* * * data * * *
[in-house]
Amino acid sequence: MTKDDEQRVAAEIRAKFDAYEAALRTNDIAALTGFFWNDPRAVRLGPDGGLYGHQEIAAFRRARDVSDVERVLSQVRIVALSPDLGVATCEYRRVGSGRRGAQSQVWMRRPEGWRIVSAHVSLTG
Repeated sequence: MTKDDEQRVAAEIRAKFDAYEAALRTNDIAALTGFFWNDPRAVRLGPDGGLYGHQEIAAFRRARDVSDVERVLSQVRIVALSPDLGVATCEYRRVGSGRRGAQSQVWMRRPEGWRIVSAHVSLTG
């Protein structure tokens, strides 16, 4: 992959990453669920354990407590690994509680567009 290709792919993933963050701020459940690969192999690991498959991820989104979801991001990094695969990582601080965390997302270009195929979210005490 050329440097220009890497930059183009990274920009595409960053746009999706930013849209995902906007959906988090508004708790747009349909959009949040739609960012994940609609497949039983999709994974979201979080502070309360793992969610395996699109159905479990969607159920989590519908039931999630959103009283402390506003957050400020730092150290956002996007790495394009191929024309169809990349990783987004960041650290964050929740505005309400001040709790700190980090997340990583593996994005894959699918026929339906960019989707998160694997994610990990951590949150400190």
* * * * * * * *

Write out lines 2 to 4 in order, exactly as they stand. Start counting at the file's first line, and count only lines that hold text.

Amino acid sequence: MTKDDEQRVAAEIRAKFDAYEAALRTNDIAALTGFFWNDPRAVRLGPDGGLYGHQEIAAFRRARDVSDVERVLSQVRIVALSPDLGVATCEYRRVGSGRRGAQSQVWMRRPEGWRIVSAHVSLTG
Repeated sequence: MTKDDEQRVAAEIRAKFDAYEAALRTNDIAALTGFFWNDPRAVRLGPDGGLYGHQEIAAFRRARDVSDVERVLSQVRIVALSPDLGVATCEYRRVGSGRRGAQSQVWMRRPEGWRIVSAHVSLTG
């Protein structure tokens, strides 16, 4: 992959990453669920354990407590690994509680567009 290709792919993933963050701020459940690969192999690991498959991820989104979801991001990094695969990582601080965390997302270009195929979210005490 050329440097220009890497930059183009990274920009595409960053746009999706930013849209995902906007959906988090508004708790747009349909959009949040739609960012994940609609497949039983999709994974979201979080502070309360793992969610395996699109159905479990969607159920989590519908039931999630959103009283402390506003957050400020730092150290956002996007790495394009191929024309169809990349990783987004960041650290964050929740505005309400001040709790700190980090997340990583593996994005894959699918026929339906960019989707998160694997994610990990951590949150400190």